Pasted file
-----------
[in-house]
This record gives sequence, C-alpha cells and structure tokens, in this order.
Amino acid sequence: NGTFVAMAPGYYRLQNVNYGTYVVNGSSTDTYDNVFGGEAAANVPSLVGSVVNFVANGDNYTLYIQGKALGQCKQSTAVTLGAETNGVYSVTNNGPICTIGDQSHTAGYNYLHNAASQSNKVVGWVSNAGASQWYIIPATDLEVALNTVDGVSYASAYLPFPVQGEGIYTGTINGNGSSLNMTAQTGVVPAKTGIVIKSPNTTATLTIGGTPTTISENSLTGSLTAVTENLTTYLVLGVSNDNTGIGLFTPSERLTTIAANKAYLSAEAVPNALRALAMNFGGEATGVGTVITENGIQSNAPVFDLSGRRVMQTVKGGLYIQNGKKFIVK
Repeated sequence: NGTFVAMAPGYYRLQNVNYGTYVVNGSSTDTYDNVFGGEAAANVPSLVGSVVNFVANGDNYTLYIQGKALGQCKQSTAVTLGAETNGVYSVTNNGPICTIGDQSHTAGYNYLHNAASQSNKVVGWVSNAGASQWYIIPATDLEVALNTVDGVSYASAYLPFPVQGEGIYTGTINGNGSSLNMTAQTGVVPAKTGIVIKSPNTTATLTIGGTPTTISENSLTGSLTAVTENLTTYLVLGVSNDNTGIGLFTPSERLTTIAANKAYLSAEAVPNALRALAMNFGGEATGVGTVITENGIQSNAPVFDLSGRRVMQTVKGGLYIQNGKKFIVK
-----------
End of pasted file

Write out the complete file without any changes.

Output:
[in-house]
This record gives sequence, C-alpha cells and structure tokens, in this order.
Amino acid sequence: NGTFVAMAPGYYRLQNVNYGTYVVNGSSTDTYDNVFGGEAAANVPSLVGSVVNFVANGDNYTLYIQGKALGQCKQSTAVTLGAETNGVYSVTNNGPICTIGDQSHTAGYNYLHNAASQSNKVVGWVSNAGASQWYIIPATDLEVALNTVDGVSYASAYLPFPVQGEGIYTGTINGNGSSLNMTAQTGVVPAKTGIVIKSPNTTATLTIGGTPTTISENSLTGSLTAVTENLTTYLVLGVSNDNTGIGLFTPSERLTTIAANKAYLSAEAVPNALRALAMNFGGEATGVGTVITENGIQSNAPVFDLSGRRVMQTVKGGLYIQNGKKFIVK
Repeated sequence: NGTFVAMAPGYYRLQNVNYGTYVVNGSSTDTYDNVFGGEAAANVPSLVGSVVNFVANGDNYTLYIQGKALGQCKQSTAVTLGAETNGVYSVTNNGPICTIGDQSHTAGYNYLHNAASQSNKVVGWVSNAGASQWYIIPATDLEVALNTVDGVSYASAYLPFPVQGEGIYTGTINGNGSSLNMTAQTGVVPAKTGIVIKSPNTTATLTIGGTPTTISENSLTGSLTAVTENLTTYLVLGVSNDNTGIGLFTPSERLTTIAANKAYLSAEAVPNALRALAMNFGGEATGVGTVITENGIQSNAPVFDLSGRRVMQTVKGGLYIQNGKKFIVK